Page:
Recent attacks on Target, Home Depot, and Sony have brought up the need for precaution for attacks through technology. It first started with Target, stealing millions of credit card numbers through a malware program that was uploaded to the security system in Target. Then the same thing was done with Home Depot. Then cyber-terrorism as people call it, went to the next level with Sony. North Korea attempted to destroy the computer network, it wasn’t just to steal information. These are not the only instances in which hackers have tried to infiltrate U.S computer systems. By the likes of Russia, China, North Korea and Iran have tried to hack into U.S companies for espionage purposes or financial gain. As of right now there is no effective strategy to counter these infiltrations.

There are legislation’s taking place to address the threat that is currently endangering our country. As of right now, there is a federal civilian interface at the department of homeland security. They cover 16 different sectors and a private sector. However, this isn’t nearly enough, as the assistant director from the FBI cyber security division Joseph Demarest, told Congress “the sophisticated malware used in the Sony hack “would have slipped and gotten past 90 percent of the net defenses that are out there today in private industry and been a challenge to state governments.” Which means that our standing in Cyber security is very weak, and we are very vulnerable to cyber-terrorism.

-Jacob Mayer

iPhone ATM PIN code hack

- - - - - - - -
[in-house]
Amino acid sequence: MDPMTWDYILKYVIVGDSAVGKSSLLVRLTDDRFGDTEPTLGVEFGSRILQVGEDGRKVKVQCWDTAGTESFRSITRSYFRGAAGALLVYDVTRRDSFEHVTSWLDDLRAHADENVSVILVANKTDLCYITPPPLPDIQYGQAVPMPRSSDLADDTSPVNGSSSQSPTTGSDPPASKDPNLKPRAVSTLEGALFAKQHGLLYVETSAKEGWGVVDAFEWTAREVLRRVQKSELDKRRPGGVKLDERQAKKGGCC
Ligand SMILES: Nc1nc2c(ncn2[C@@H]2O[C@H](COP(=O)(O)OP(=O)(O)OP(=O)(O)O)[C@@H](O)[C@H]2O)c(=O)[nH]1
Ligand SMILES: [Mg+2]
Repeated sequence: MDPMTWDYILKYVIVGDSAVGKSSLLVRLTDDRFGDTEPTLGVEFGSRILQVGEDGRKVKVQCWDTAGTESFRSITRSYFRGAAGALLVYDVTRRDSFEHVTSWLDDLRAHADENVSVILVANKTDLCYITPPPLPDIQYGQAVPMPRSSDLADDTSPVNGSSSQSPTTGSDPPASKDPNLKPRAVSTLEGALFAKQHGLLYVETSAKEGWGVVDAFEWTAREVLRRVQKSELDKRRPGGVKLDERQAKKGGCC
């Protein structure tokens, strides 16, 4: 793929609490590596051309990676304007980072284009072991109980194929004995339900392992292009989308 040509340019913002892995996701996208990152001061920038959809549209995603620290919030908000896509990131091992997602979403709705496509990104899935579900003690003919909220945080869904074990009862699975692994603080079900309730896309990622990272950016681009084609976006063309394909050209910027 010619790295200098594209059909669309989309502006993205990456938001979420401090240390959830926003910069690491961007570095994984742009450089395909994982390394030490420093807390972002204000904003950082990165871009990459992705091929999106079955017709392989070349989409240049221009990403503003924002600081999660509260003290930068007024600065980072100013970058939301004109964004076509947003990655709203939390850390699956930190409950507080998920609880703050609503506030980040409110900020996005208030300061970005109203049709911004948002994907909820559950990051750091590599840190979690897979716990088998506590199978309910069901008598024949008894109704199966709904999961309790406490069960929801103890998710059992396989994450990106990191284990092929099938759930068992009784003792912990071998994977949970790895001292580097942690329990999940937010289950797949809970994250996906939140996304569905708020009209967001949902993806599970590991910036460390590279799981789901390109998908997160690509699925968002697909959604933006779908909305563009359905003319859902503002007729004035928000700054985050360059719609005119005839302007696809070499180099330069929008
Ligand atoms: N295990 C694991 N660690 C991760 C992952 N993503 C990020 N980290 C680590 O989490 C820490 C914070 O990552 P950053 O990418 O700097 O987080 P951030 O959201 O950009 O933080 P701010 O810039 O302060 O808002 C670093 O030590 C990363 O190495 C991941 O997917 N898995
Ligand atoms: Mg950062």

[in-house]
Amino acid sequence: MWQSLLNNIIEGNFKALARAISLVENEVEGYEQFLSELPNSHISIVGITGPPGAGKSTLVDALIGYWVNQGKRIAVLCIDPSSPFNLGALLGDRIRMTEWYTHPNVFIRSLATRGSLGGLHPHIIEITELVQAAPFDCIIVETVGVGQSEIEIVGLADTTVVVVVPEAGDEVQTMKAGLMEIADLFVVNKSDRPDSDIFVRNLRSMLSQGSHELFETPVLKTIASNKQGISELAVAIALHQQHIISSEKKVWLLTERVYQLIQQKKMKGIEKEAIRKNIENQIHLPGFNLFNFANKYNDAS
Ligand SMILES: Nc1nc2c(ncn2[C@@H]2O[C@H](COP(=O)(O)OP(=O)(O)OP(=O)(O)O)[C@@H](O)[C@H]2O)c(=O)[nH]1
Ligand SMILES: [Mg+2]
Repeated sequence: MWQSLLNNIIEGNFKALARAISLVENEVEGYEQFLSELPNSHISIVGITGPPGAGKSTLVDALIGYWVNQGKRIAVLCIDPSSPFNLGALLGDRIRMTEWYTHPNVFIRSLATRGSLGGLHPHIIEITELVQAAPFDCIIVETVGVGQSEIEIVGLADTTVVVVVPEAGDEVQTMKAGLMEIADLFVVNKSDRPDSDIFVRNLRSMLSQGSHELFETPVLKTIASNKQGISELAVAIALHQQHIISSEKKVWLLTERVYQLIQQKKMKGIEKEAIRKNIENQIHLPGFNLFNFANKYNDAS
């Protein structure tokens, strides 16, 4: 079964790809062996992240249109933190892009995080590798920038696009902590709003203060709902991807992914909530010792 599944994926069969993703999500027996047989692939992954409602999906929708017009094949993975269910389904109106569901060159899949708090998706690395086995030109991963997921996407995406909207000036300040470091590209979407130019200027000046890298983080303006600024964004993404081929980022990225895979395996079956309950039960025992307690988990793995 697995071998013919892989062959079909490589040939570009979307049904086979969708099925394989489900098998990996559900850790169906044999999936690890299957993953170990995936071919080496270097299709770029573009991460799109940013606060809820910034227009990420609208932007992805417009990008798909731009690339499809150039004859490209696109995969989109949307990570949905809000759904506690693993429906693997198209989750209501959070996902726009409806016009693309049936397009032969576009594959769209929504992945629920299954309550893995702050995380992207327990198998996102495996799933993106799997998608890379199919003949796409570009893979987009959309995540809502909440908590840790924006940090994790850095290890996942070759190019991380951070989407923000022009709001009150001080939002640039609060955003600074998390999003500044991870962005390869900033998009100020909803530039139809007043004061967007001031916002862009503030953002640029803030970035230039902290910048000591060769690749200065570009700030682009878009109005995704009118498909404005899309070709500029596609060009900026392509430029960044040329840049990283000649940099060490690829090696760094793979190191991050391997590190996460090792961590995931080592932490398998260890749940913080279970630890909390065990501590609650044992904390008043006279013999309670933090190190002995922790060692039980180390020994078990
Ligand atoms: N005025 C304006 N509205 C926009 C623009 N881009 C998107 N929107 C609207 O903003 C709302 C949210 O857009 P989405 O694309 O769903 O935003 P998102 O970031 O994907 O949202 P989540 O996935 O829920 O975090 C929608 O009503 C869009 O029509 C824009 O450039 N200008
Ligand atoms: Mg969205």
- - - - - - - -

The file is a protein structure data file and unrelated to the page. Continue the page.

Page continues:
There is now a way from people to steal your ATM PIN code. All it takes is a add on to your phone. What this add on does is that it makes your camera on your phone inferred. This means that you can now see the heat signature’s of things through your camera. How this is a problem is that after someone types their PIN in a ATM if you walk up and take a picture of the keypad with this inferred camera you can see what keys they pressed before they left. You can also tell for the most part in what order the keys where pressed by how bright the color that is left. There is only 2 ways that you can protect yourself from this. One thing that would make this difficult would be if the PIN had the same number in it 2 or more times. The other would be rub you hand on the keypad after you are done putting in you PIN so that the heat of your hand would get on all of the keys making it impossible to know which ones you really used. There is a 80% accuracy if the image was taken right after the PIN was typed in. After 1 minute there is about a 50% of getting the PIN right. The case that has the infrared camera on it is only about 200$ and you can get it at any Apple store. Also this does not work on metal keypads because it reflects and dissipates the heat to fast. Rubber and plastic keypads work the best for retaining the heat signature.